There are many Christians, who really believe that in their regular attendance on the ordinances of divine worship, they have received the anoint. ing of the Spirit ; and hence they have gained a comfortable hope of their title to eternal life. But a wicked seducer tells them, “ There are great crrors among the Christians with whom


aflem. ble ; and you will find more purity of doctrine, and more of the power of godliness among us." Tempted by such insinuations, they change their social connexion and their place of worship. Were I to speak with such Christians, on their change of relation, I should say, “ Consult your own experience. If you sincerely believe, that you have experienced the power of God's grace in the place, where you have fought it, why should

you forsake this place to find the grace of God some.

where elfe ? Why should you contemn the very means, which you think God has owned and bles sed to your fanctification and consolation ? You think, as some in John's time thought, that you can obtain greater comfort and improvement elfewhere ; and you choose to make the experiment; but it is a rath and dangerous experiment. John's advice is this, “ As the anointing hath taught you, abide in it. Thus when Christ shall appear, ye shall have confidence, and shall not be ashamed before him at his coming.

We see the way to obtain an evidence of our ti. tle to eternal life. It is to feek the sanctification of the Spirit. And this we are to seek by a regular attendance on the means of sanctification, which God has provided for us. Christ's prayer for his disciples was, “ Sanctify them by thy truth : thy word is truth.” It is by attending on the word of truth,

that we may hope to receive the fanctifi. cation of the Spirit. Christians are said to be “ begotten by the word of truth, and born of in. corruptible feed, even of the word of God, which liveth and abideth forever."

We perhaps hope, that we have received, what the apostle calls the anointing of the Spirit ; but doubts reft on our minds. And what shall we do? The apostle's advice is, “ Abide in this anointing ; in this holy life which is begun, and seek greater measures of grace, Take no other methods to dispel your fears, and establish your hopes.” This method is the most sure, and will be sufficient. Other methods may be deceptive; this is truth and is no lie. The more you increase in the temper, and abound in the fruits of holiness, the brighter will be your evidence of a title to eternal life, and the stronger will be your religious comforts. Whatever hopes you may obtain without Vol. y.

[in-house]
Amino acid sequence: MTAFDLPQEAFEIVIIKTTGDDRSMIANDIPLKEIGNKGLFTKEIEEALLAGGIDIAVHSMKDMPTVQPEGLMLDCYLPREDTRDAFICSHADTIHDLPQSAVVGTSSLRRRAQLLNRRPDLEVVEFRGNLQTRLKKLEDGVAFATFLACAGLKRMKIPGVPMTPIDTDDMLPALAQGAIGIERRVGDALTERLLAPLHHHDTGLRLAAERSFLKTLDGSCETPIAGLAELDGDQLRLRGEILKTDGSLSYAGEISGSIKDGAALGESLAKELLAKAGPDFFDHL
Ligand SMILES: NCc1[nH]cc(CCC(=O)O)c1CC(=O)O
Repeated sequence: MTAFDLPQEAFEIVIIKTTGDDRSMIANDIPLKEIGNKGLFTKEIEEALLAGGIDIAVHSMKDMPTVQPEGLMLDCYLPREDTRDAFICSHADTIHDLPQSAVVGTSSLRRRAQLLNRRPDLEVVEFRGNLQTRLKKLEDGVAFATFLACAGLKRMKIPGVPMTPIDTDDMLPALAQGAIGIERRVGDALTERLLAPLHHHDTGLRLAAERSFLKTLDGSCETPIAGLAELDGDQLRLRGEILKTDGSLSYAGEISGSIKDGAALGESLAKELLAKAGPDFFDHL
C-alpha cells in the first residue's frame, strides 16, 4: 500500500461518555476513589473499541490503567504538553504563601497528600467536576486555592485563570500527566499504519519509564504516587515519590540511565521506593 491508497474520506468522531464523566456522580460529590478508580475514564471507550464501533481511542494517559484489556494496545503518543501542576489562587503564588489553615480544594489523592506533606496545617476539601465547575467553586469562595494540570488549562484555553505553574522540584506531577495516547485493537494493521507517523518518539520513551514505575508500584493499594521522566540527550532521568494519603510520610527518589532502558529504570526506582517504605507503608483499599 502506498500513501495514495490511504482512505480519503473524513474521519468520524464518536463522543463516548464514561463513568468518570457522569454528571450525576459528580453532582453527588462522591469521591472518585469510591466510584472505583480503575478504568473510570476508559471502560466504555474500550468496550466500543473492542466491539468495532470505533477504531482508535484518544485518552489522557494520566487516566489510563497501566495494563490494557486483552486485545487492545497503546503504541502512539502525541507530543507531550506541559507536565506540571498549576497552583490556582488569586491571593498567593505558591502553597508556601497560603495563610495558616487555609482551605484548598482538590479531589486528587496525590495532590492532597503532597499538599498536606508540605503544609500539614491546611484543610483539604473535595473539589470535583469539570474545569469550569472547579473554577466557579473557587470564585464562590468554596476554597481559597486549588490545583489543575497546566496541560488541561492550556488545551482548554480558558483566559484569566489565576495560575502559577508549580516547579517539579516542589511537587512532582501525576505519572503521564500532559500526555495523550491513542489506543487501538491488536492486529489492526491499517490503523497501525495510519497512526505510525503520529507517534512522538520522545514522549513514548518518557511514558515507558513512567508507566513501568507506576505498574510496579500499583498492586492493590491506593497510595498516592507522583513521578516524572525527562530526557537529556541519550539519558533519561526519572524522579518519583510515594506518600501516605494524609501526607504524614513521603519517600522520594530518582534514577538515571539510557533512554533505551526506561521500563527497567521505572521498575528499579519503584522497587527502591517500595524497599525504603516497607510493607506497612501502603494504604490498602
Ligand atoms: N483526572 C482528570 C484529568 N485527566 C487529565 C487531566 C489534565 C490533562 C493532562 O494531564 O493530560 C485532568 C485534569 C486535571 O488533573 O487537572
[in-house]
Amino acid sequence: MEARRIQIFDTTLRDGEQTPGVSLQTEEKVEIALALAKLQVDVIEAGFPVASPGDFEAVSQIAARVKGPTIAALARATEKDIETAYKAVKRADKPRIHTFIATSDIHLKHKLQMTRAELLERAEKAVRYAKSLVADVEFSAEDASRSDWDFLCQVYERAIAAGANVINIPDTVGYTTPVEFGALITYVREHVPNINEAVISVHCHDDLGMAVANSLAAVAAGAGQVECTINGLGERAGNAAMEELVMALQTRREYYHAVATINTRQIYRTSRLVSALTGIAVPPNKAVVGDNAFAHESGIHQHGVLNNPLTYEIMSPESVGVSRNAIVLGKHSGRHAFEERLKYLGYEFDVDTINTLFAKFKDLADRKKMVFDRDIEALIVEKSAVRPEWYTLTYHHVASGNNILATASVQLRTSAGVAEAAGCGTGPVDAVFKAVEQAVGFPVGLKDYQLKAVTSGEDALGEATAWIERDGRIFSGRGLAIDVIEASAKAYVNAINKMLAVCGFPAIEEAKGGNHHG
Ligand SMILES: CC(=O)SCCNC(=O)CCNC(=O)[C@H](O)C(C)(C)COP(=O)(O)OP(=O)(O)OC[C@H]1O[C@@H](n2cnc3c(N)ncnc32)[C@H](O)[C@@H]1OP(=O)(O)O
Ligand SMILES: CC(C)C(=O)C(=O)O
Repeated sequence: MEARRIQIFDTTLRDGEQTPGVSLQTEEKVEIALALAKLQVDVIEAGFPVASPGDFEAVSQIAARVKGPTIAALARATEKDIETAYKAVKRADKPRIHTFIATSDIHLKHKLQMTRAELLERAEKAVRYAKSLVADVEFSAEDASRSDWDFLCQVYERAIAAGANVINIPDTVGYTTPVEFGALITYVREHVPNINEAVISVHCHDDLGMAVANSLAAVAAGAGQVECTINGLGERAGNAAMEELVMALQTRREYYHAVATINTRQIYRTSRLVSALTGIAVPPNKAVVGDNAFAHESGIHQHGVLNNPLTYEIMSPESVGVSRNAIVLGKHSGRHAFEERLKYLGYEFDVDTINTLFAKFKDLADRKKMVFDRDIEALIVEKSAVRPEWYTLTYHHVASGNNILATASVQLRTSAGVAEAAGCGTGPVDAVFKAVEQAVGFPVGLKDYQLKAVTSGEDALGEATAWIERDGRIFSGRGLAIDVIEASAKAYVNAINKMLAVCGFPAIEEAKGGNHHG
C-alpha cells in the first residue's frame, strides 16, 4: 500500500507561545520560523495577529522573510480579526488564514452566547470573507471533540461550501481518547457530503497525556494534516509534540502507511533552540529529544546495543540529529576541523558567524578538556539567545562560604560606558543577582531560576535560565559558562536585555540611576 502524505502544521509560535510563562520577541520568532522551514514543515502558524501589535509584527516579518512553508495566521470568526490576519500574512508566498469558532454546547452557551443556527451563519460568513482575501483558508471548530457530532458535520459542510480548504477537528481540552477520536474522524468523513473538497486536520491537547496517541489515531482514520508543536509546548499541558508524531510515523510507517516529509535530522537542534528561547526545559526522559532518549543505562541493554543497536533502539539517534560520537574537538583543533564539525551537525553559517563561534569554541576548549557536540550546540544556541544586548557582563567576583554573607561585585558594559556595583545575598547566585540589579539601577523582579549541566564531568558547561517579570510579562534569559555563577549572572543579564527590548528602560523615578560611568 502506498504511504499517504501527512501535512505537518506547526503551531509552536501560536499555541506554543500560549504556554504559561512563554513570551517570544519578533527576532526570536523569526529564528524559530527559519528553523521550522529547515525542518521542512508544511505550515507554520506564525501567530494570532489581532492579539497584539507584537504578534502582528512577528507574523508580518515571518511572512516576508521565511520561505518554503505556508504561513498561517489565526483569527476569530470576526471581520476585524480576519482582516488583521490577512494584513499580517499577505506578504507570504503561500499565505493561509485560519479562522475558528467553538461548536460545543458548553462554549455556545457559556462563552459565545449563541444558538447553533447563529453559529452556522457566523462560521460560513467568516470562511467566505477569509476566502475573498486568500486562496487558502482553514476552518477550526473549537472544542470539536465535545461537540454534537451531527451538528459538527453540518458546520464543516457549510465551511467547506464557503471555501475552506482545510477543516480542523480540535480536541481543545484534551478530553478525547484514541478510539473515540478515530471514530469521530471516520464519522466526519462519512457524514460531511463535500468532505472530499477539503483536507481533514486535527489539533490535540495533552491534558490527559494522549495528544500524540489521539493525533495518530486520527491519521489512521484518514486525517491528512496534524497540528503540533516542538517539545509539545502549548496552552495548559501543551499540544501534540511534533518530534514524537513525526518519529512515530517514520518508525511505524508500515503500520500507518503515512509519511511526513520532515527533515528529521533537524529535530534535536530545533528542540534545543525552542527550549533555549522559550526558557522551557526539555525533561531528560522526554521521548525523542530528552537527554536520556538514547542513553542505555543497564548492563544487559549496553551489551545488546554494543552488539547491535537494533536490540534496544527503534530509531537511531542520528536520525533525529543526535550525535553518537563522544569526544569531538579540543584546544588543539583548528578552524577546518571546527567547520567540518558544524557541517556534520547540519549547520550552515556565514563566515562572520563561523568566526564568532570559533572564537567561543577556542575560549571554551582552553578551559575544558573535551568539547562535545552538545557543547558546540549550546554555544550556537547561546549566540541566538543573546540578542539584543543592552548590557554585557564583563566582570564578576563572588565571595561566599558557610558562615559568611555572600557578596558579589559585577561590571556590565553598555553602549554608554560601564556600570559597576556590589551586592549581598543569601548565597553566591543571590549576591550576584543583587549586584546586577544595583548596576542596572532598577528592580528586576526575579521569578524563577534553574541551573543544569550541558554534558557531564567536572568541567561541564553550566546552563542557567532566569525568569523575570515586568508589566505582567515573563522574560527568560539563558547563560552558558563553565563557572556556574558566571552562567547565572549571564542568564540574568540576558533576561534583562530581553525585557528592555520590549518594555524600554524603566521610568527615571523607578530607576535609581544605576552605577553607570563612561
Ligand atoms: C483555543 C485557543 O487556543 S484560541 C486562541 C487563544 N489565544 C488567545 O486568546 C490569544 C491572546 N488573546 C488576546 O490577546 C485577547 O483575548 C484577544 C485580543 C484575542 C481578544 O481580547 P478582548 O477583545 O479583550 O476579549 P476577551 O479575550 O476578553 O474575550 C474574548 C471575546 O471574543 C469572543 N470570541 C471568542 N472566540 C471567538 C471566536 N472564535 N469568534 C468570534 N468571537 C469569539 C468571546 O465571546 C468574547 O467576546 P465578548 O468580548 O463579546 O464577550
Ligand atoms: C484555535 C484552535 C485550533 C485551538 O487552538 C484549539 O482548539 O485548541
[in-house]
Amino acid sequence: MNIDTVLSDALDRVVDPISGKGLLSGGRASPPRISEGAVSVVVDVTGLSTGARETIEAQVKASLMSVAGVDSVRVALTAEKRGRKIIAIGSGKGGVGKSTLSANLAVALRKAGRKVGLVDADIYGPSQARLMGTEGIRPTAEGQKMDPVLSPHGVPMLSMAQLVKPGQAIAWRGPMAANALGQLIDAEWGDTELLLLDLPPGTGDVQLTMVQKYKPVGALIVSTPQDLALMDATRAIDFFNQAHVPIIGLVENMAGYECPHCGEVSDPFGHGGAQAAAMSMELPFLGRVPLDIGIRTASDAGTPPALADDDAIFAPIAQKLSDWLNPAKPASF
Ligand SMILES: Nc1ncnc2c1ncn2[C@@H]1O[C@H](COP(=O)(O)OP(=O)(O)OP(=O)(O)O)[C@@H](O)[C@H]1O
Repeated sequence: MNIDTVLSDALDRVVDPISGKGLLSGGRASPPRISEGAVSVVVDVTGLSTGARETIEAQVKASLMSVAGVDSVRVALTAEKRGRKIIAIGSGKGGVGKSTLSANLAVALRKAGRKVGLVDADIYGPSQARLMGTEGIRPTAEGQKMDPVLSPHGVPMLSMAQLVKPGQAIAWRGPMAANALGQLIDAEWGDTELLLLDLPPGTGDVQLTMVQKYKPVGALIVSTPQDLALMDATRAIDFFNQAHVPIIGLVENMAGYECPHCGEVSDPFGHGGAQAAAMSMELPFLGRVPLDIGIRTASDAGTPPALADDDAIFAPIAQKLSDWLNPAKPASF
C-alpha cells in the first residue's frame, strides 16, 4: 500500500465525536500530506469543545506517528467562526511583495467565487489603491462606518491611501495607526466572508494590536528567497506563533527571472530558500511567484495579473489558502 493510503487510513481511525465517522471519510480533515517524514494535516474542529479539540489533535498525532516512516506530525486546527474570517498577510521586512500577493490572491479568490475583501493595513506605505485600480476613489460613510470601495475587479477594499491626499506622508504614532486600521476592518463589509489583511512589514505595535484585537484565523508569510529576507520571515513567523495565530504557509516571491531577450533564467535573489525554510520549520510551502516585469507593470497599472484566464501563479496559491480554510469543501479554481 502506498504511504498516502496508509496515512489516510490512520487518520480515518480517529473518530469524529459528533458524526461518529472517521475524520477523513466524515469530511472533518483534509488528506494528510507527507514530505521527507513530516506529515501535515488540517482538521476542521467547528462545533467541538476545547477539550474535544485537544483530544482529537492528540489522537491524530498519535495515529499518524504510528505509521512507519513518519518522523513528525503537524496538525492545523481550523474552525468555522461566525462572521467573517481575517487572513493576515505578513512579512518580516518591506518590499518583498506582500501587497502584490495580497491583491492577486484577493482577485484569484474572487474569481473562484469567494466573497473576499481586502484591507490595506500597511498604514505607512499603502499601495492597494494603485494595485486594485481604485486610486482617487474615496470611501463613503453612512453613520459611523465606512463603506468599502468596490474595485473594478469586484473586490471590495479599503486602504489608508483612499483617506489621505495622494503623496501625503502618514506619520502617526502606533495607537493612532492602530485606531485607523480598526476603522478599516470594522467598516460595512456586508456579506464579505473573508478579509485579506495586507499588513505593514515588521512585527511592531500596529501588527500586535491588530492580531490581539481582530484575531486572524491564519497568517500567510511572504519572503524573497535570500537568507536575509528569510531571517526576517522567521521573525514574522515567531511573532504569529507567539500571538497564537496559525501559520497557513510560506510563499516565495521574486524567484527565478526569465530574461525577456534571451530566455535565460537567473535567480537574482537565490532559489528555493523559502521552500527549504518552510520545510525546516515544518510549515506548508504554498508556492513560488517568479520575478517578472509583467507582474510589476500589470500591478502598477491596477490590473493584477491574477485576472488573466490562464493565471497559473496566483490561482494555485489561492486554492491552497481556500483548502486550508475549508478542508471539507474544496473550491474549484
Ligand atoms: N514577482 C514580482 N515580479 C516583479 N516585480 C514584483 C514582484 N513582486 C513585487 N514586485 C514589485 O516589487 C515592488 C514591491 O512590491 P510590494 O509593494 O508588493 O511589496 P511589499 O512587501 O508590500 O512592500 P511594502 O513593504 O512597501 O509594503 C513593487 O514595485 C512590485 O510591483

the inward work of sanctification, they will fail you. Every kind of hope, which is different from, and unconnected with this, is vain and de. lufive. But in this there is no deception. It is probable indeed that many deceive themselves, in answering the question, whether they are the subjects of this fanctification. But the evidence itself is sure. If there be an error, it arises not from the nature of the evidence, but from the blindness of the mind in applying it. Examine yourselves then, whether ye be in the faith ; prove your own selves ; for Christ is in you except ye be reprobates. And if Christ be in you, the body is dead with regard to fin ; and the Spirit is life with regard to righteousness ; for to be carnally minded is death, but to be spiritually minded is life and peace.

We who are ministers are taught, in what manher we should treat thofe, who apply to us for ad. vice under fpiritual doubts and fears. We are not to pronounce them in a converted state. This is affuming more than the apostles affumed. John intimates that seducers took this method to gain profelytes to their sect. The apostles were more cautious ; for they pretended to no certain knowledge of men's hearts, and they used no inticing and flattering words to bring men under their influence. The proper way of treating such inquirers is that which our apostle has exemplified; we are to explain the nature of religion, state the evidences of conversion, and direct men to examine their own hearts, and prove their own works. Thus we are to establish our own hopes ; thus our hearers must establish theirs. It is by, walking in the fear of God, that we walk in the comforts of the holy Ghoft. It is by abounding in the fruits of